At first glance, it may have seemed that we Arabs were not that present in the news this week. Syria was mostly out of the headlines, the Palestinians and Israelis are in their secret cove somewhere negotiating, and the rest of the Arab world was relatively quiet.
But if you watch the news the way we Arabs watch the news, you would realize that we never get a day off. We are there even when it seems we aren’t.
On Monday morning, we all woke up to the horrific news of the mass shooting at the Navy Yard in Washington, DC. We watched as news outlets told us there were three shooters, then two shooters, then one, and he was dead. And in case you wonder why you didn’t hear from any of your Arab friends until that afternoon, it was because we were all sitting in front of the TV, shaking our heads, quietly mumbling to ourselves, “Please don’t be Arab. Please don’t be Muslim. Please don’t be anything that looks like Arabs or Muslims. Please.”
Well, he wasn’t an Arab. He was an African-American named Aaron Alexis, a former member of the United States Navy. He had a high-level security clearance, and entered the Navy Yard lawfully where he was working as a contractor. It was later discovered that he had been arrested in 2010 for discharging his gun, treated for mental problems, and prescribed anti-depressants as recently as last month. His security clearance was never revoked or re-investigated. This was clearly the case a senseless tragic shooting where the individual responsible had fallen through the cracks of a stretched system.
So when it became utterly clear who the DC Navy Yard shooter was, I was relieved. I was relieved that he was not Arab or Muslim. And I felt like a bad person for feeling that way.
I was ready to turn off the TV and get on with the rest of my day. And then it happened. CNN and other news outlets started quoting law enforcement personnel, government officials, and analysts. They were all telling us that there was “no evidence that this was an act of terrorism.” And that’s when I knew that rest of my day was going to be lousy.
I watch the news a lot. I am somewhat of a professional. And I have come to know that “no evidence that this was act of terrorism” really translates into “no evidence that Arabs or Muslims had anything to do with this.”
And there we were, in a news story that has absolutely nothing to do with us other than the fact that everyone had to be told that it had absolutely nothing to do with us. That’s the way it works for us. Even when it wasn’t us, they have to tell everyone that it wasn’t us.
And since the DC Navy Yard shooting was “not an act of terrorism” (see translation above), its news cycle was short. By Tuesday afternoon, we had moved on.
And that wasn’t my only non-encounter encounter with the news this week.
Nina Davuluri became this year’s Miss America last Sunday night. She is the pageant’s first winner of Indian descent. Immediately, the Twitterverse lit up like the Fourth of July. And much of it was not very nice:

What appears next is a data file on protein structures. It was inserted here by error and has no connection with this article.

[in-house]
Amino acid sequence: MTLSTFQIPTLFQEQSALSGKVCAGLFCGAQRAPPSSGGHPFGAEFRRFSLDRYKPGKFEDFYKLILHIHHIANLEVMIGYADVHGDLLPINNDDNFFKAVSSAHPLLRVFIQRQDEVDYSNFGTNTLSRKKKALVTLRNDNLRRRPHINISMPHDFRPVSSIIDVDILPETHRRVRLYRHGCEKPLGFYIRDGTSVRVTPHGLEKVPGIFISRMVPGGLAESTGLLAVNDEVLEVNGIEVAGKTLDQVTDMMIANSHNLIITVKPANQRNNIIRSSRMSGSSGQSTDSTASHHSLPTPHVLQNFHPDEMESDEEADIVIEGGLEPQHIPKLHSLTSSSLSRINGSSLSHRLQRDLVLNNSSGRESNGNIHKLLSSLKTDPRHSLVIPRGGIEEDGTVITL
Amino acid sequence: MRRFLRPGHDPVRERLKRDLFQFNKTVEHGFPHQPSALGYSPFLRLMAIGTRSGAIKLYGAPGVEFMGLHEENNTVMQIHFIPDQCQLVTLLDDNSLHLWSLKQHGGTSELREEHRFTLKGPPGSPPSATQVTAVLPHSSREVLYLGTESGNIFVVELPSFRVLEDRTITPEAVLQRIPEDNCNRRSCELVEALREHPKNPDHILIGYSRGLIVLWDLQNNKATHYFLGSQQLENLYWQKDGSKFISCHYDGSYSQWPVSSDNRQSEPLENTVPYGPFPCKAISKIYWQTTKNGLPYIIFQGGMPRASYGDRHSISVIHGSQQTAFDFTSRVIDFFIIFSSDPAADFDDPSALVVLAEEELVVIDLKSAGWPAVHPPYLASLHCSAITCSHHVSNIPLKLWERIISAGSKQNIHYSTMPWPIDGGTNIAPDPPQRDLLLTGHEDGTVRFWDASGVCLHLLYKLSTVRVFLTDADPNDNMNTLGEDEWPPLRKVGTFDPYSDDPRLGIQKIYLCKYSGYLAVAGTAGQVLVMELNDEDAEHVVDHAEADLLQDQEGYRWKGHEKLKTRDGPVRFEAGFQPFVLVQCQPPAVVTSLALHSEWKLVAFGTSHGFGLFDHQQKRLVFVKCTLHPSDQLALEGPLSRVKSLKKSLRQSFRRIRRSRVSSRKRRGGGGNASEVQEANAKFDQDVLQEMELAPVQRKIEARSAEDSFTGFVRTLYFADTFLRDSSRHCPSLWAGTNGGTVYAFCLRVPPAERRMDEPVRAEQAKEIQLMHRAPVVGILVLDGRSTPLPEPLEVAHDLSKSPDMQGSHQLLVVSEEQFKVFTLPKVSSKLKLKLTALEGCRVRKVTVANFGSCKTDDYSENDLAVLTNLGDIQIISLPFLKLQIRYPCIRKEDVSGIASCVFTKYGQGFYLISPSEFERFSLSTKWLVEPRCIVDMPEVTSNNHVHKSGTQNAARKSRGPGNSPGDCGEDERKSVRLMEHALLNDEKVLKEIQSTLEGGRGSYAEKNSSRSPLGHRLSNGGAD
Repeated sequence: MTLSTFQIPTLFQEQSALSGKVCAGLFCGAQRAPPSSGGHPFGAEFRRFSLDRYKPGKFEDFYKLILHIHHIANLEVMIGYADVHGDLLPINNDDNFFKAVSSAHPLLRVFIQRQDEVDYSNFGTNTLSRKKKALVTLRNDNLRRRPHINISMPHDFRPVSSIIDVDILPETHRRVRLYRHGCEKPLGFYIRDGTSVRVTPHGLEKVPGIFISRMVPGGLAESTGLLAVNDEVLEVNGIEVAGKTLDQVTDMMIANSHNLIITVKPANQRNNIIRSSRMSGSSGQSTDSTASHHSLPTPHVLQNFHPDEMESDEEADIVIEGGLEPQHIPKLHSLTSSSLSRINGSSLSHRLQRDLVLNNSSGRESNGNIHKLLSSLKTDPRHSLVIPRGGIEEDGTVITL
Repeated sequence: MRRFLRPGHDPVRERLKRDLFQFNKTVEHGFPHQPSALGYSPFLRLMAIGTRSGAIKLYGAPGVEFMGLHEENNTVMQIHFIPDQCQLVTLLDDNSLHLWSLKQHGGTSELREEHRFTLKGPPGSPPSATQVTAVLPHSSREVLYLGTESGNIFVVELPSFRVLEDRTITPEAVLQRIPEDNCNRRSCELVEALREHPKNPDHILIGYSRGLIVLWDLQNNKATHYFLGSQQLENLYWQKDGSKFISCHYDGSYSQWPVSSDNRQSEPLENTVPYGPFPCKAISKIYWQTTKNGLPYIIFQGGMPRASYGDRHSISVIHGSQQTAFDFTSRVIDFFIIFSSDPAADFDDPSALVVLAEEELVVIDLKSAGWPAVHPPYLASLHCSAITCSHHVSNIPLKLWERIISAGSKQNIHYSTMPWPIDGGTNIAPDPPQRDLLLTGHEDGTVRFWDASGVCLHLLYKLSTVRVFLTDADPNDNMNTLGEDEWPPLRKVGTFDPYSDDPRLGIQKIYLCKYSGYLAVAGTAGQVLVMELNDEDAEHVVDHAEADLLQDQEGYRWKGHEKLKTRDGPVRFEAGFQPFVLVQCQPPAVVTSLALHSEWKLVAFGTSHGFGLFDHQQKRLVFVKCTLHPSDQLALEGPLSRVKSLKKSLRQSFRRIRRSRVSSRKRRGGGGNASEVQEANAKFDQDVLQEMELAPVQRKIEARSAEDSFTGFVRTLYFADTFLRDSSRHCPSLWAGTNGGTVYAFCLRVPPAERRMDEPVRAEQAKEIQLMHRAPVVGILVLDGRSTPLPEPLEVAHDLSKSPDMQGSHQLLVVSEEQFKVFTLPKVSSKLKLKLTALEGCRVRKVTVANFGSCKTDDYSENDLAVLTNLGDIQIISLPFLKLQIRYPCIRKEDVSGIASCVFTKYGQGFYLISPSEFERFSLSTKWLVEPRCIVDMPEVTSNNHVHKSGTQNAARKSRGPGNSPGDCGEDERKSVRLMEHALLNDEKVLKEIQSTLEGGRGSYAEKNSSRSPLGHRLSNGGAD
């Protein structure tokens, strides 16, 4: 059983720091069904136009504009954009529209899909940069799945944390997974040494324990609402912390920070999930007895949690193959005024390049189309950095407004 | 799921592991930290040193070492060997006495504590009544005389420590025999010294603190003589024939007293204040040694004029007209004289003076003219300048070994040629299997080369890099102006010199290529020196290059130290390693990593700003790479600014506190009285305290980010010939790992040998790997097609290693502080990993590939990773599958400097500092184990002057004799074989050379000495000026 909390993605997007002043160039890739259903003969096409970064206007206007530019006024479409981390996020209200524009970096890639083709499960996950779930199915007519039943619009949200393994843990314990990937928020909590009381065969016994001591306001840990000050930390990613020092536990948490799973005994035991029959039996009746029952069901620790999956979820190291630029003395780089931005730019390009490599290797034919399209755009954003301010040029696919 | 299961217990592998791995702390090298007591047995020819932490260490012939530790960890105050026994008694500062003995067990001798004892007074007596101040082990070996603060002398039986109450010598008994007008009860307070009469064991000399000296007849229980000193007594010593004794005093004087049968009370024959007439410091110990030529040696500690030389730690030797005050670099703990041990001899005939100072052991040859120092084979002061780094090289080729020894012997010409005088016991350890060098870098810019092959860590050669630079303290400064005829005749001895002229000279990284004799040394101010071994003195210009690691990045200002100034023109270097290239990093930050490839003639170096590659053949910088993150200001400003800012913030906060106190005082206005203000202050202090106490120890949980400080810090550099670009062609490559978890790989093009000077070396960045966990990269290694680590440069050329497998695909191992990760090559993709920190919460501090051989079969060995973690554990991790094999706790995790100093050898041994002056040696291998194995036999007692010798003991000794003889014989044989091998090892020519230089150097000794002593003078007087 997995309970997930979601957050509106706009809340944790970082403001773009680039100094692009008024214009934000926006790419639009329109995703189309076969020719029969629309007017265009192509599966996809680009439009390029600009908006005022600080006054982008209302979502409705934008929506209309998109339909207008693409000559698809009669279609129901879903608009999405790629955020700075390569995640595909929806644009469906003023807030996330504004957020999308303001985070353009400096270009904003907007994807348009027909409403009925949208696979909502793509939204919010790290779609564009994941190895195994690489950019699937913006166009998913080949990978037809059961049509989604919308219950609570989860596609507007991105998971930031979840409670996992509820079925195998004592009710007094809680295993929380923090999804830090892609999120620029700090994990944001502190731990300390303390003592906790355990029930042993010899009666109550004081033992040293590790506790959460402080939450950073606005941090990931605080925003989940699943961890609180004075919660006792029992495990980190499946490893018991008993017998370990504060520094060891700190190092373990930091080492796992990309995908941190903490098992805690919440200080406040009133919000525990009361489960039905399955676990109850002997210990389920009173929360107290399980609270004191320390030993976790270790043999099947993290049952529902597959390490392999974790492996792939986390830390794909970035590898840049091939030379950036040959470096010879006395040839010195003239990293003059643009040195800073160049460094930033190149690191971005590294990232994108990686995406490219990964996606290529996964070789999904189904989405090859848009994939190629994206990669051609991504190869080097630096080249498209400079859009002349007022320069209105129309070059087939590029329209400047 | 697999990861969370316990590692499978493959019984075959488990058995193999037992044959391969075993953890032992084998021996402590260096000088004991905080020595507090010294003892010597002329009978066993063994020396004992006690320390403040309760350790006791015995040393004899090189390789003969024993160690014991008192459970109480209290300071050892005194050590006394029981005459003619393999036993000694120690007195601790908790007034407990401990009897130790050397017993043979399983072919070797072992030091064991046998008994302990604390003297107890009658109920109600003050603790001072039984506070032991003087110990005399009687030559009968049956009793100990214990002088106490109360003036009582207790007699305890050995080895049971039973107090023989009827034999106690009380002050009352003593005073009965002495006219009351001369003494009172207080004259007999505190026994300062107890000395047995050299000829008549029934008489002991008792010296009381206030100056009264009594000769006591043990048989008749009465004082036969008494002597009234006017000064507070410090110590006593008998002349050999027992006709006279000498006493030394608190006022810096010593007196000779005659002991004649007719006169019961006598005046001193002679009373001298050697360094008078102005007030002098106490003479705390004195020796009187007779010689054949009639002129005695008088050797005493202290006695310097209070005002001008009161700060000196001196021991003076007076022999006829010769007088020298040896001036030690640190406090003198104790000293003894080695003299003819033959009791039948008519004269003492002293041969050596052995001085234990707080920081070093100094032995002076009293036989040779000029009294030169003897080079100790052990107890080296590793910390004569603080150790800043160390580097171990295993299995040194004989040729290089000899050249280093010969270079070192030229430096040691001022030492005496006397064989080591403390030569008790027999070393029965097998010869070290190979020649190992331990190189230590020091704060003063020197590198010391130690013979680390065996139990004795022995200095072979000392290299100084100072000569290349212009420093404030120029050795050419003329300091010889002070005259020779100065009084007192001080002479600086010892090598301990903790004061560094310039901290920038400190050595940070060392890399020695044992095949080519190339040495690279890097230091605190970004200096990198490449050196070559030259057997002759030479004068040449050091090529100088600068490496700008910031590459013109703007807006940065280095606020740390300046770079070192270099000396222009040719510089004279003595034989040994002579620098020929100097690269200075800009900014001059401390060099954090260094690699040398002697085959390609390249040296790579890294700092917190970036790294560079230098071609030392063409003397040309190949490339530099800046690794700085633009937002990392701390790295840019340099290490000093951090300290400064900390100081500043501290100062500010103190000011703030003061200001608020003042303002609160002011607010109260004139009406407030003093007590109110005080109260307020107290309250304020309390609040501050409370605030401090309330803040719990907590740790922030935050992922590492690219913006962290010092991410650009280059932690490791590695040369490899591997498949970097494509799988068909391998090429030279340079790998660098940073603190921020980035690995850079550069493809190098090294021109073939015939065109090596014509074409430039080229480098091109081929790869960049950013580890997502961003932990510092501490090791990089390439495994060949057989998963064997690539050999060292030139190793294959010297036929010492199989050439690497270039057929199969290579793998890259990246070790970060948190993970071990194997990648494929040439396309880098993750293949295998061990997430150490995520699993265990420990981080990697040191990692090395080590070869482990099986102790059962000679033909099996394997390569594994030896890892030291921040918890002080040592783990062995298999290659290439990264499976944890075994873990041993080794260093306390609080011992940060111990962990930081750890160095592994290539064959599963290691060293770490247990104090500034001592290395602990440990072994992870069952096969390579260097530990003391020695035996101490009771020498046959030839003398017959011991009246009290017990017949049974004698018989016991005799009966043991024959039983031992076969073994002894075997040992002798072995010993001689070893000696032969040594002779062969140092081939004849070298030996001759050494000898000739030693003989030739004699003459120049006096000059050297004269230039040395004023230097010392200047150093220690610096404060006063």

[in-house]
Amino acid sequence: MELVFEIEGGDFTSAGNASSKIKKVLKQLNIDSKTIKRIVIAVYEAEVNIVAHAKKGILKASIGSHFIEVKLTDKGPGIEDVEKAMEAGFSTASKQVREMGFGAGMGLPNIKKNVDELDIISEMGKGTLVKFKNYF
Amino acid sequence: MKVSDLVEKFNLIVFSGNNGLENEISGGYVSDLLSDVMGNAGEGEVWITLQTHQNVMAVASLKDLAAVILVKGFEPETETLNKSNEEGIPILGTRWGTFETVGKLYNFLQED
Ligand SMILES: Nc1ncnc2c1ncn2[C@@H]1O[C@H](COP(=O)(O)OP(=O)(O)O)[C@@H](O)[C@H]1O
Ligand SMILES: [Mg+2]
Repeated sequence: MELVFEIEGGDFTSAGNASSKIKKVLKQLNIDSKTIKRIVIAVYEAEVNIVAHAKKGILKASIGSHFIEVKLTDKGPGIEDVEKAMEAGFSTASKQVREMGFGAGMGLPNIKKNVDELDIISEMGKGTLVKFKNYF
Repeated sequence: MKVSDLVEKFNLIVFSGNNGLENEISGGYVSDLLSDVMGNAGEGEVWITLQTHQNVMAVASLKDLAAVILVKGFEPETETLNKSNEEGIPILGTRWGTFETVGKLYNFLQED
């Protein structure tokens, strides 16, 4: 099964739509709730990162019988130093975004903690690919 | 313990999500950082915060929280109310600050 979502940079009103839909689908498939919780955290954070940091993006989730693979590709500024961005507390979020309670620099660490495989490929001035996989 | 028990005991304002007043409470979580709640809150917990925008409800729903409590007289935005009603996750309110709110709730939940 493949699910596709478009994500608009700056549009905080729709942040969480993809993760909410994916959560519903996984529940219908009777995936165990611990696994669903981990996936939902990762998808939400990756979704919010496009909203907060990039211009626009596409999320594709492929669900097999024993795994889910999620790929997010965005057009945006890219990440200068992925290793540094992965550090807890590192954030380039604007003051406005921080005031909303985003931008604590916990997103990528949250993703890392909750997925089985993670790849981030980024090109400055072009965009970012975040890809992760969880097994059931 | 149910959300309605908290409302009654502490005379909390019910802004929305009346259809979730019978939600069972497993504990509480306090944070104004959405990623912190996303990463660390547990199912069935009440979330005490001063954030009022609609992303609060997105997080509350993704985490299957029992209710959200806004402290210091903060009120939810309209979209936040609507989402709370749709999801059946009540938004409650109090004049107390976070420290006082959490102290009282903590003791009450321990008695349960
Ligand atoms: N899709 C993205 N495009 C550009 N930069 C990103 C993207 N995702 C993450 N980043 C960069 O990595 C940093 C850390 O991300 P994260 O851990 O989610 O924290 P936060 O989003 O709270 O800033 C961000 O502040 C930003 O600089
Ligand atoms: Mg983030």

How is miss America Indian? This is America… Not India. Miss America? You mean Miss 7-11.
More like Miss Terrorist.
Miss America right now or miss Al Qaeda?
Those are just mean.
I swear I’m not racist but this is America.
This one was not too surprising. Racists never think that they are racist. They need to be told.
Then we got to the really special ones.
How the f*** does a foreigner win miss America? She is a Arab!
And the Arab wins Miss America. Classic.
Now, I am Arab, and I can tell you, there is nothing “classic” about us winning anything.
Even Miss America has been outsourced to India.
Ok, that one was funny.
Now, Nina is not an Arab, and she is not a Muslim. She is an Indian, and she is a Hindu. And news outlets were quick to point all of this out. They screamed from the mountaintops, “This is so unfair to Nina! She is not an Arab! She is not a Muslim!”
It reminded me of when John McCain was running for president in 2008. At a rally in Minnesota, one of his supporters came to the microphone and told the crowd that she could not trust Barack Obama because he was “an Arab.” McCain quickly interjected, “No ma’am, he is a decent family man.”
And so there we were again, in a news story that had nothing to do with us until the racists misidentified their target as one of us, and then everyone corrected the racists.
I guess I should look on the bright side. It’s kind of like we have a magical power to appear in news stories that we don’t actually appear in. Who else can say that?
No one wants to be an Arab if they don’t have to. And I can’t blame them. It’s tough. The food is great, but that hardly makes up for everything else. We are the only group that you can still say racist things about and get away with it. Who would want to be one of us?
When people first look at me, they can’t always figure out where I’m “from from.” They might say, “Are you Greek, Italian, Puerto Rican, Asian?” I say, “Asian, really? You guessed Asian?” They never guess Arab. That would be insulting.
So, Nina, I know what it feels like to be misidentified. But my world is different.
It’s bad enough to be mistaken for something that you’re not. But it’s even worse to be the thing that no one wants to be mistaken for.